Melvins are my overlords.
Let me type that again so that you clearly know what I am trying to say here:
MELVINS ARE MY OVERLORDS!!!
For all I know, they could be my landlords too.
I am a Melvins devotee for life, and yet it truly hurts me inside that with them being one of my all time favorite bands, I have not seen them live. Hell, they played in a high school cafeteria in the town I live in ages ago, but this was before they made records. It is a crime, but I hope to one day be able to witness them in a live setting before they decide to stop performing and recording. I hope that doesn’t happen for a long time but you’re reading this and saying “fuck man, I just came here to read a review about the new Melvins album, I don’t want to read your pissy story on how you haven’t seen your precious overlords.” Whatever man. Whatever.
Freak Puke (Ipecac) is a unique album in that they’re also billing this as being “Melvins Lite”. The band have been a quartet for awhile, but now they’re down to three for this release. Melvins have a way of twisting how they make music and this time they’re down to three, which for many is “classic Melvins”, the trio vibe. Maybe for a future EP they’ll be a duo and call themselves Melv or something, you never know, but by removing one component for this album, they are “lite”. Does that have any effect on the music? Not really, but it seems as if King Buzzo, Dale Crover, and bassist Trevor Dunn have been dipping into their record collections to tap into a bit of easy listening, country, classic rock, and throwing in random experimental/avant-garde segments when they feel like it. With that said, Freak Puke is still a “sensible” Melvins album, some might say it has a slightly similar vibe to what they did on Lysol or Colossus of Destiny. Reasons? For one, this is a band that are known to be very heavy at any given moment, but aren’t afraid to stir things up and throw things into the mix that might make fans go “oh, what the hell is this?” but you accept it because they’re your favorite band. For one, there is a cellist on this album. It’s unexpected but when it’s heard, fans will like how it’s used. It could be a journey into what they all listened to as kids, or they simply wanted to try something that might be considered out of the Melvins-norm. Then again, anything out of their norm is the Melvins-norm.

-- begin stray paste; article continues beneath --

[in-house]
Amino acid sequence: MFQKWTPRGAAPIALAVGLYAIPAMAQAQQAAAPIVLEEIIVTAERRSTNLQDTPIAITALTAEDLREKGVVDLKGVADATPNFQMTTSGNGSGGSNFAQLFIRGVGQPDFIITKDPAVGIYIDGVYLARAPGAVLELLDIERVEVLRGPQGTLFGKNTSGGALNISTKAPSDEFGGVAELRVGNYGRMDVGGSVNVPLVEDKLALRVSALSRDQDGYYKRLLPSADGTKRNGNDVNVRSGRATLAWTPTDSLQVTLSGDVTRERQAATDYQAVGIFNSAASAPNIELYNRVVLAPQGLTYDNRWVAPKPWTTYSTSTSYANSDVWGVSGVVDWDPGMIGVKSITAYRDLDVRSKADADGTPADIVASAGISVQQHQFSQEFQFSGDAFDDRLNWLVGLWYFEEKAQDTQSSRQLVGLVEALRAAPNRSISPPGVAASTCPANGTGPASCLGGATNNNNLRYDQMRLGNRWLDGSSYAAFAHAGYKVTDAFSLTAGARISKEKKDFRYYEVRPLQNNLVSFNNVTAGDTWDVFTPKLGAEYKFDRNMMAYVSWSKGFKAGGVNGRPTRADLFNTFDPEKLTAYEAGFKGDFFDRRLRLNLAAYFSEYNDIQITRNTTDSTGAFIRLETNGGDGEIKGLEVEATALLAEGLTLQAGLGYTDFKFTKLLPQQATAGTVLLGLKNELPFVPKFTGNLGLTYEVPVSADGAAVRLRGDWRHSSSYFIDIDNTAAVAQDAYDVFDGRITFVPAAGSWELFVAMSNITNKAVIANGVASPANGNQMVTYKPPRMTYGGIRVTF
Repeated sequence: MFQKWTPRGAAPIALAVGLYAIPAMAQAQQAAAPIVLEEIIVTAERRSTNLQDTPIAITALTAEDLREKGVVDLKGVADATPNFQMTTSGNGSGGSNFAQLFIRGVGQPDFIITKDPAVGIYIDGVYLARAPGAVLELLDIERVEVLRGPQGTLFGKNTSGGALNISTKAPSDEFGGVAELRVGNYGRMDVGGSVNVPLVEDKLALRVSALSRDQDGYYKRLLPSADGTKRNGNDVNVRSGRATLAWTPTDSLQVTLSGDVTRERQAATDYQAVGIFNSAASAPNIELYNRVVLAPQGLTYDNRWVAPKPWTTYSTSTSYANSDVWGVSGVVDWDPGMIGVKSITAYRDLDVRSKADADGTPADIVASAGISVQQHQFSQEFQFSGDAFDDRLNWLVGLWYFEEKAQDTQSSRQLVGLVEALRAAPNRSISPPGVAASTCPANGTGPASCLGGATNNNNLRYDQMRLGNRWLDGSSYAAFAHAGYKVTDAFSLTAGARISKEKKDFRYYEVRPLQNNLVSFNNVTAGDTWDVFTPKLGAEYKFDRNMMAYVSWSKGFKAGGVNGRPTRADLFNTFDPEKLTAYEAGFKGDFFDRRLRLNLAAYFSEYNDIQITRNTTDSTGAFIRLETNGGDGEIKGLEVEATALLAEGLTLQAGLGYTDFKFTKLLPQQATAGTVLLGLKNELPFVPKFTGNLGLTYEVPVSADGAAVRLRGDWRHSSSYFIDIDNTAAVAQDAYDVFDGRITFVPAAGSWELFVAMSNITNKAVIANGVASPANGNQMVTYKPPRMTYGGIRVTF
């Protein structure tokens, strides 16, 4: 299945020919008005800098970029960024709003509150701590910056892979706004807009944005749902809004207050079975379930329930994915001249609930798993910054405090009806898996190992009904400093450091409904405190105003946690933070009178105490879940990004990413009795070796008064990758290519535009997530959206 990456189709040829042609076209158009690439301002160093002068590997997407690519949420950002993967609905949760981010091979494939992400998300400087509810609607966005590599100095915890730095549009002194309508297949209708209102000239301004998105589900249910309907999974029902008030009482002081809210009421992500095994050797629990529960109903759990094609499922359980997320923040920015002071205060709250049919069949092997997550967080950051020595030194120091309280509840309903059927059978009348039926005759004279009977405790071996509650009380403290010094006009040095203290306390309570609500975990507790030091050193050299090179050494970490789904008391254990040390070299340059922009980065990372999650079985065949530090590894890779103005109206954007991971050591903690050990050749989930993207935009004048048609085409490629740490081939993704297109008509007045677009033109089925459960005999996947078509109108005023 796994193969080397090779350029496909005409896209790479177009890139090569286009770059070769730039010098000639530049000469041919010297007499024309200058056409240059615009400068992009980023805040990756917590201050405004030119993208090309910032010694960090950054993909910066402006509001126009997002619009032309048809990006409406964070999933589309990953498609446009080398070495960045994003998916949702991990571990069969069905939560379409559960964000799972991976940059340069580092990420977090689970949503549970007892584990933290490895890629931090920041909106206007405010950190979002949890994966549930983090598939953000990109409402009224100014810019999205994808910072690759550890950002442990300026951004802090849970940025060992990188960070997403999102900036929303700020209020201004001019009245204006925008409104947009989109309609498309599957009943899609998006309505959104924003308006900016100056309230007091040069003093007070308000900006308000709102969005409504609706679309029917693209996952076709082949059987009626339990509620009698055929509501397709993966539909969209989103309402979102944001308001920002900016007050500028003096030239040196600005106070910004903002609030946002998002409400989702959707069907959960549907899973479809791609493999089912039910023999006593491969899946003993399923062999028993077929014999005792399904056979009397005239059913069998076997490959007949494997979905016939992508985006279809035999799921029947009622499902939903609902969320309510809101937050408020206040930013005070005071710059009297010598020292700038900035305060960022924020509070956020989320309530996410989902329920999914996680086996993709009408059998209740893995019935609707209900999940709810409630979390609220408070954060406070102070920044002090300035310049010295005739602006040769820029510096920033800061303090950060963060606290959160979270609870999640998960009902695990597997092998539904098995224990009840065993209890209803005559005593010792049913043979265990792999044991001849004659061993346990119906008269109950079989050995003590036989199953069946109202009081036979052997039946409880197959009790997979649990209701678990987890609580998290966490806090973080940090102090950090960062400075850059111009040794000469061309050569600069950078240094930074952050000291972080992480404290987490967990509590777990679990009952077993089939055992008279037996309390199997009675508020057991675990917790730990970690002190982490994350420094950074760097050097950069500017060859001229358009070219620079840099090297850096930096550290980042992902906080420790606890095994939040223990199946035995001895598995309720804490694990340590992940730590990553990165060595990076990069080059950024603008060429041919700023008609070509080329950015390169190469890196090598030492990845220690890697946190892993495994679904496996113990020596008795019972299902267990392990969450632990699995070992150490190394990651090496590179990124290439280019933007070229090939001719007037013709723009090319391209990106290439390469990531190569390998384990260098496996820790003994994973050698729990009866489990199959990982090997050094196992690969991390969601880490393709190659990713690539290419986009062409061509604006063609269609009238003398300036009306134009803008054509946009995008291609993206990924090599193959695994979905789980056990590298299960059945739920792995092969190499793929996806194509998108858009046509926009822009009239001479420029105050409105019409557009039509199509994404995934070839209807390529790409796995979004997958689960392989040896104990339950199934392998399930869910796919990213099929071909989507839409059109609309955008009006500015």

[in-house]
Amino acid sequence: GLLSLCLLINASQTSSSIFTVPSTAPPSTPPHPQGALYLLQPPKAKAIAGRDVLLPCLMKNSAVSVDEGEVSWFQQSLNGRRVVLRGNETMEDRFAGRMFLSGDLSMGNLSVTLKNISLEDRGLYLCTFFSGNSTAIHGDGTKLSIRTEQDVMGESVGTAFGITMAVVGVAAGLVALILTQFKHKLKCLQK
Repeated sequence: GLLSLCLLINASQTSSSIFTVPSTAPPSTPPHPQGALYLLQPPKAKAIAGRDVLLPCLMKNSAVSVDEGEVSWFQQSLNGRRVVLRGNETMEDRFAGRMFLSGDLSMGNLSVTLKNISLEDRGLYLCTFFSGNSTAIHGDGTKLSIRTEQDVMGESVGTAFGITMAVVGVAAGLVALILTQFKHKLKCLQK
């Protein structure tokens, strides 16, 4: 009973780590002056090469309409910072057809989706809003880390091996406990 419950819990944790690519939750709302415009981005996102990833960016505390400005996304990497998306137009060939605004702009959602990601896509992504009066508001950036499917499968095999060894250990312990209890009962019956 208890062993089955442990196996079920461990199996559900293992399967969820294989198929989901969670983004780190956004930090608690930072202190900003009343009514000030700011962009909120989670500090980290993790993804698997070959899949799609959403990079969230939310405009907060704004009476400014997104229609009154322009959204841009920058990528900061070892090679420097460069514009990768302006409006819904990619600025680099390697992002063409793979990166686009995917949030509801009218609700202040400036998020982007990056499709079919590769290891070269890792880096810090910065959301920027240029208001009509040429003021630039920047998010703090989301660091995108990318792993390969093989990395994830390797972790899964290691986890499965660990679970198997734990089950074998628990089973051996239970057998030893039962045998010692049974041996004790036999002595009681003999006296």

I also compare this to Lysol because when that album first came out, I listened to it as one gigantic song. There was no track listing on the cover and I was unaware the album actually consisted of six songs, including two Alice Cooper songs. You can listen to Freak Puke in one sitting and kind of get a unified vibe with each of the ten songs, but the biggest surprise was hearing a cover of Paul McCartney & Wings‘ “Let Me Roll It”. Originally released on McCartney’s 1973 album Band On The Run, it was Macca at his rocking best with a riff that moved people, and Buzzo gets into the groove and salutes the song with power and strength.
Even for an album that is meant to represent a “lighter” version of the group, it still fits the Melvins mode, and that’s a good thing. Buzzo ripping and digging his guitar as if it’s a homeless person’s carbuncle, Crover’s drums occasionally sounding like Chinese foods, and Dunn bringing in both electric and acoustic bass elements into their sound (at times sounding like a jazz combo), along with a few quirky moments that fit in with much of what Dunn has done over the years. It’s nothing like their Prick album, but perhaps there are some extra songs from these sessions that could go along those lines. We shall see.
Maybe this album might come off as “freak puke” to some, and if so, good. The album has those familiar band trademarks, blended in with enough twists and turns that may make you wish more bands who have been around this long were as daring. I myself would love to play bongos on a Melvins 7″. I don’t know how I’d get there, but I’d find my way to do a mean bongo solo. Until then, I dwell in the stench of their puke… lightly.